Matt Schlapp, chairman of the American Conservative (cough) Union, which hosts the annual CPAC conference, tweeted that he was disinviting Mitt Romney from the confab this year because he "could not guarantee his physical safety" after the senator voted to convict Donald Trump in the impeachment trial.
A number of commentators on the left have responded to this by dismissing CPAC attendees as a bunch of brown shirts. I don't think that's right. I spoke at CPAC in 2018 and courted trouble by criticizing both Roy Moore and Donald Trump for their documented histories of sexual misconduct, as well as CPAC itself for inviting the niece of Marine Le Pen, Marion Marechal Le Pen, a right-wing nativist from France.
I was jeered; it's true. So what? I've been booed before (though, admittedly, not before a conservative audience). I didn't feel threatened or intimidated. Some in the crowd even offered a thumbs up. It was Schlapp, observing from a control room, who apparently decided to have me ushered out by beefy guards. Thus was born the "Charen had to be escorted out of CPAC under guard" story.
It occurs to me, now that Schlapp is playing the bullyboy with Mitt Romney, that he enjoys the whiff of menace. It is he, not the audience, that is dangerous. But, of course, when leaders stir grievances and hint that mob violence is possible, they tend to get the followers they deserve.
Schlapp is representative of the bully chic that has come into fashion in Trump's party. Senator Martha McSally snapped at a CNN reporter, calling him a liberal hack. Anyone can lose one's cool, but instead of apologizing when the moment passed, McSally used her lapse of manners as a publicity opportunity on Fox News and was fundraising off it before you could say "Trumpian."
Secretary of State Michael Pompeo, who graduated first in his class at West Point and served honorably as a tank platoon leader in the U.S. Army, has sniffed the air and decided that behaving completely unprofessionally is fine if you are subjected to tough questions from reporters. When Mary Louise Kelly of NPR asked whether he had stood up for Ambassador Marie Yovanovitch, Pompeo surrendered to his inner toddler. He ended the interview abruptly. Not content with that, he then called Kelly into his private office and screamed at her, demanding, "Do you think Americans care about f——— Ukraine?"
That alone would have been bad enough. But Pompeo wasn't finished. Calling an assistant, he asked for an unmarked map of the world and then challenged Kelly to identify Ukraine. She did. Nevertheless, Pompeo put out the story that she had pointed to Bangladesh. Okaaay. Kelly has a master's degree in European studies from Cambridge and has reported from Ukraine. You decide.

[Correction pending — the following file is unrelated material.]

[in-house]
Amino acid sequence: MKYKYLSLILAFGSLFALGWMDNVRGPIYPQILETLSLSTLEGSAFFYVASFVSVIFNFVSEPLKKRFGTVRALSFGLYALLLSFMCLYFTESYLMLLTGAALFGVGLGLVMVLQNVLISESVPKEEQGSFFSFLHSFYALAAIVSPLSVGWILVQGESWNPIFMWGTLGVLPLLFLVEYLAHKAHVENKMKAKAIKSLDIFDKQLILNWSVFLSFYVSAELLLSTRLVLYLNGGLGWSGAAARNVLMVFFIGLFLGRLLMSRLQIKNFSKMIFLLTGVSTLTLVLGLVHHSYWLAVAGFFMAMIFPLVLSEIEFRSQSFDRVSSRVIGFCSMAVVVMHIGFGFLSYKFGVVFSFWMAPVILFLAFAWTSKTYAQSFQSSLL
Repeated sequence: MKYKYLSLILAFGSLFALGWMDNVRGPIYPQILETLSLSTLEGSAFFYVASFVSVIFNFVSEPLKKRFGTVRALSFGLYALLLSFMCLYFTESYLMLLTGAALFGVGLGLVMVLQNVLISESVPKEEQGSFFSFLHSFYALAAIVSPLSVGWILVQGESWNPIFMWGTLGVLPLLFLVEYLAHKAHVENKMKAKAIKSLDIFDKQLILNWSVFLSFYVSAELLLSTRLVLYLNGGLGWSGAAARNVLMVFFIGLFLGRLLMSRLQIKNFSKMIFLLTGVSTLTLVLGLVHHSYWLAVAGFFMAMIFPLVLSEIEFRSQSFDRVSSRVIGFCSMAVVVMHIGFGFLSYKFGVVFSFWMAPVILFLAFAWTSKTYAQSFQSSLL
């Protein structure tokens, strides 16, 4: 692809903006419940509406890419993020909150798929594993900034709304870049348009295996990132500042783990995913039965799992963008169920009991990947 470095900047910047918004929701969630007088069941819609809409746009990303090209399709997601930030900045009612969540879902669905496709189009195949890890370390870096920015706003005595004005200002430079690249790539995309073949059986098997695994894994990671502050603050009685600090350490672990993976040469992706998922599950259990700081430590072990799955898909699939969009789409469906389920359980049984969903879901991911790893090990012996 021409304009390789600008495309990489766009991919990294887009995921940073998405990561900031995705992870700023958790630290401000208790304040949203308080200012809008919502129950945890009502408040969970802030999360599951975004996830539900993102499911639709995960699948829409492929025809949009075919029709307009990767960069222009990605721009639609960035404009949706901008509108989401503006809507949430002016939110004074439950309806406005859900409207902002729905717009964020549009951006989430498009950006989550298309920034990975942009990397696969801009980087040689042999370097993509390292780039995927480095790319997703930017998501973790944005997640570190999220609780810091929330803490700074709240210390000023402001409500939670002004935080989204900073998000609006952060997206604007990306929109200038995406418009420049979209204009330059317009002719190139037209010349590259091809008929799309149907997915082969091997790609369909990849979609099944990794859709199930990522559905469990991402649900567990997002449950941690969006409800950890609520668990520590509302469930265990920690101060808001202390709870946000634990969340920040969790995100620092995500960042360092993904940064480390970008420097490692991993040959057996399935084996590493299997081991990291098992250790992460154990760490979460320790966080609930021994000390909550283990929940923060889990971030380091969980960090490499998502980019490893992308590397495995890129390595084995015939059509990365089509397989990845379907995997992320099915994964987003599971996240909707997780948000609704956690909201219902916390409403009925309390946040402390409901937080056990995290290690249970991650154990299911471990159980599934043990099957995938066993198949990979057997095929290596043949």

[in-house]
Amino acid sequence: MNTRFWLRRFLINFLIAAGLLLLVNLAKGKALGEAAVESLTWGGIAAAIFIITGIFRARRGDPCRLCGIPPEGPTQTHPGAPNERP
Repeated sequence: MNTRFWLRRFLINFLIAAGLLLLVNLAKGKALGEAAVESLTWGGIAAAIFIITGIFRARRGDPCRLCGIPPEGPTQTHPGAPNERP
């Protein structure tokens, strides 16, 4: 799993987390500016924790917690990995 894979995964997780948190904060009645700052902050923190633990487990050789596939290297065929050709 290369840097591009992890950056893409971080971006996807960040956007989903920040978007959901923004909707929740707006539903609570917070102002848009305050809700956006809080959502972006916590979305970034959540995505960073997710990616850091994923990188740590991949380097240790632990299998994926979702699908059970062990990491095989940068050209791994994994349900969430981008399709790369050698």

But why does the secretary of state keep unmarked world maps in his office anyway? Wonder how it would go if he challenged his boss to point out key sites?
Members of Congress loyal to Trump seem to take notes from mob movies. When former Trump lawyer/fixer Michael Cohen was preparing to testify before the House Oversight and Government Reform Committee, Rep. Matt Gaetz tweeted out a threat: "Hey @MichaelCohen212 — Do your wife & father-in-law know about your girlfriends? Maybe tonight would be a good time for that chat. I wonder if she'll remain faithful when you're in prison. She's about to learn a lot."
During the president's impeachment trial, Senator Rand Paul repeatedly attempted to get the chief justice of the United States to read aloud the alleged name of the whistleblower. When Justice Roberts demurred, Rand Paul pronounced it himself on the Senate floor. Whistleblowers are shielded from retaliation by law, and under the circumstances, with death threats flying, revealing his or her identity could be called retaliation. In any case, it's a thuggish message to any future whistleblowers: Nice career you've got there, be a shame if anything were to happen to it.
Never to be outdone, the first son was ready with a cloddish put down of Mitt Romney. Photoshopping the senator in ill-fitting jeans, Donald Trump Jr sneered, "Mom jeans, because you're a p——."
Trump Jr. comes by his loutishness honestly. For the rest, it's a gang symbol.
Mona Charen is a senior fellow at the Ethics and Public Policy Center. Her new book is "Sex Matters: How Modern Feminism Lost Touch with Science, Love, and Common Sense." To read features by other Creators Syndicate writers and cartoonists, visit the Creators Syndicate webpage at www.creators.com.